Advances in CO2 scrubbers

May 31, 2008 at 4:35 pm 1 comment

How can we prevent greenhouse gases like carbon dioxide from building up in the atmosphere? We might try producing less, but levels are already high (currently 387 ppm) and projected to rise. Another option is to lower carbon dioxide levels by scrubbing it out of the atmosphere.

Scrubbing technology assumes a three-step process:

  • first, pass enormous volumes of ‘carbon dioxide-enriched’ air through a huge number of ‘scrubber’ devises sited strategically all over the globe. The scrubbers adsorb CO2 and emit ‘carbon dioxide-depleted’ air
  • next, when a ‘scrubber’ becomes saturated, clean it by reversing the chemical reaction. This produces carbon dioxide and prepares the scrubber for re-use
  • last, the carbon dioxide produced in the previous step must be stored or converted into a chemically innocuous form

Engineers and scientists are working on all three steps, but today’s news story focuses on a new advance in scrubber technology. Chemists have known how to trap carbon dioxide reversibly for many decades. Passing CO2 over solid NaOH efficiently produces NaHCO3, sodium bicarbonate (baking soda). But there is a catch. The CO2-trapping reaction is so exothermic that when it comes time to ‘clean’ a NaOH scrubber, we must use energy to reverse the reaction. If the energy that drives the cleaning step comes from fossil fuels, we might produce more carbon dioxide (during the cleaning step) than we ever trap.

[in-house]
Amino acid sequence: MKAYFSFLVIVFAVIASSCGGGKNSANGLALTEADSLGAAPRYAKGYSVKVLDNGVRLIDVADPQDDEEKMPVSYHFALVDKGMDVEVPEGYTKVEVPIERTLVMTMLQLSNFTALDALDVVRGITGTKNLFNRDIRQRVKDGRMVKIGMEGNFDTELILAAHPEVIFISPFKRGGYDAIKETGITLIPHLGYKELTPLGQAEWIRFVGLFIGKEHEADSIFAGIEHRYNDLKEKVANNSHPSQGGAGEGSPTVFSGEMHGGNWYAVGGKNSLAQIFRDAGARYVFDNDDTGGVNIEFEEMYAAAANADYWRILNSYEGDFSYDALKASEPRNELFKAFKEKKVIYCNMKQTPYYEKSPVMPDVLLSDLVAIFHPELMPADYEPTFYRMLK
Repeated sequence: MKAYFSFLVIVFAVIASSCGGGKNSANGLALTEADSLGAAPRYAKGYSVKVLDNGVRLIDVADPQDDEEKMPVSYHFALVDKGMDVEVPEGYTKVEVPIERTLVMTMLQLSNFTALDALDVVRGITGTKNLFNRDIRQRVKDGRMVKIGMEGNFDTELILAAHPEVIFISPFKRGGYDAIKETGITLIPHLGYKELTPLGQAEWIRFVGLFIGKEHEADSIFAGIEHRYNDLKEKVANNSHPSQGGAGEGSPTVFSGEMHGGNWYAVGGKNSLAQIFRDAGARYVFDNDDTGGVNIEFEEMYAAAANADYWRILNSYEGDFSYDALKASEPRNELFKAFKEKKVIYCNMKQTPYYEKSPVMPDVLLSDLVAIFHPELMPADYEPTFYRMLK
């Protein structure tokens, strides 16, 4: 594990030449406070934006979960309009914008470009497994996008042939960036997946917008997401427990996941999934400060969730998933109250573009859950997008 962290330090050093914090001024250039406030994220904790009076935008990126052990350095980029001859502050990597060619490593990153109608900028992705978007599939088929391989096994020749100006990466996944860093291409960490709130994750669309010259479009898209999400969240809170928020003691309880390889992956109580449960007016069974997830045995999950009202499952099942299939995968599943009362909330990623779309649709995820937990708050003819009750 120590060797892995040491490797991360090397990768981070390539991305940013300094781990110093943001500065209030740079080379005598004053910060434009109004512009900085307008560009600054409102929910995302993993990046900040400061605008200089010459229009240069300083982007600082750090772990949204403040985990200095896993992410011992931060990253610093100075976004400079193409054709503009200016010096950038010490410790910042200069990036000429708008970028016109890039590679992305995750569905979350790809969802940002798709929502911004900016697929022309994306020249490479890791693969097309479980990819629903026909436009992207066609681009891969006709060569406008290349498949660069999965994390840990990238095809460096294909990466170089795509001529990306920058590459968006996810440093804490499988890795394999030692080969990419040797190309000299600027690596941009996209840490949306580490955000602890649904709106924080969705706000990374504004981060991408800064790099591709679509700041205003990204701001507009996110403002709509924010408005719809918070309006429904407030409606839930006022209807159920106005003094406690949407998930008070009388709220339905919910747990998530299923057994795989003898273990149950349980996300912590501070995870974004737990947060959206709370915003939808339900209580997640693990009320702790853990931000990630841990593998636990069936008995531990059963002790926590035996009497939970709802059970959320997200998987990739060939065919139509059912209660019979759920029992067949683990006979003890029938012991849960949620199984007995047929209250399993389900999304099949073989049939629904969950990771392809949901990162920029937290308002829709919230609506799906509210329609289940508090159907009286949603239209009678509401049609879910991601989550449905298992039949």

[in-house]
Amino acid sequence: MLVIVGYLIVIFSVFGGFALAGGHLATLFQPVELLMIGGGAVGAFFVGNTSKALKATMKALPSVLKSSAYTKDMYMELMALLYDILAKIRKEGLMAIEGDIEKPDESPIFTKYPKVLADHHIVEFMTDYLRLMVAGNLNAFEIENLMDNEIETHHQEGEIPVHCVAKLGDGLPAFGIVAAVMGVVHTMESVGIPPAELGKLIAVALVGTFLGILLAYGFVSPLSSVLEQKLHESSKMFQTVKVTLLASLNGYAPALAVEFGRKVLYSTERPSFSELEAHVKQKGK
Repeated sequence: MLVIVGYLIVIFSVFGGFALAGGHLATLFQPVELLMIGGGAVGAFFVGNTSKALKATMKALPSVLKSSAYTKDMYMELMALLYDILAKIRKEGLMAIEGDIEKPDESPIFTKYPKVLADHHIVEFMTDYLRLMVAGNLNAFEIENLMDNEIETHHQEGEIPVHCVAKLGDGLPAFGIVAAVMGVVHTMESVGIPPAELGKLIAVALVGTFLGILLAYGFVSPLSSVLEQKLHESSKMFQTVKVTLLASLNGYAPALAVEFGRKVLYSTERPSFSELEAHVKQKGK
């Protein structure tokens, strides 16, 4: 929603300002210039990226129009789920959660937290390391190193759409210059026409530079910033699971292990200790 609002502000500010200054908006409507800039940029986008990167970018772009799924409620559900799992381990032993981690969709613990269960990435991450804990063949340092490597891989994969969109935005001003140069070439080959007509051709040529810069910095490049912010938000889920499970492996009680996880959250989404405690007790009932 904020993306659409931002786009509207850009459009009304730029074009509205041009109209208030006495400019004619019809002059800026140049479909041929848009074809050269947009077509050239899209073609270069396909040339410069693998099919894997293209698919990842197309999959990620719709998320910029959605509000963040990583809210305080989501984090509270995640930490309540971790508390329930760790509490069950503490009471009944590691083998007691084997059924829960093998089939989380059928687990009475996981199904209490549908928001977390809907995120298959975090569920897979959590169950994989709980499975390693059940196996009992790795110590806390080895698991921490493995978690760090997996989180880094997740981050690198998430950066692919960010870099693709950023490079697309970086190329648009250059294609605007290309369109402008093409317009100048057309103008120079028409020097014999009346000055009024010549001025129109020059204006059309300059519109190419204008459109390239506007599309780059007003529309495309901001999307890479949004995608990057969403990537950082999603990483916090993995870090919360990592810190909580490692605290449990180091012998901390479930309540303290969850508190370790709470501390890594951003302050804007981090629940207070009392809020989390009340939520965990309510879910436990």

Now for today’s news story. The Guardian (UK) reported today that a team led by Prof. Klaus Lackner, based at the Earth Engineering Center at Columbia University, has developed an efficient low-energy scrubbing material based on an ion-exchange resin. Read the article for more details.


Entry filed under: In the News.

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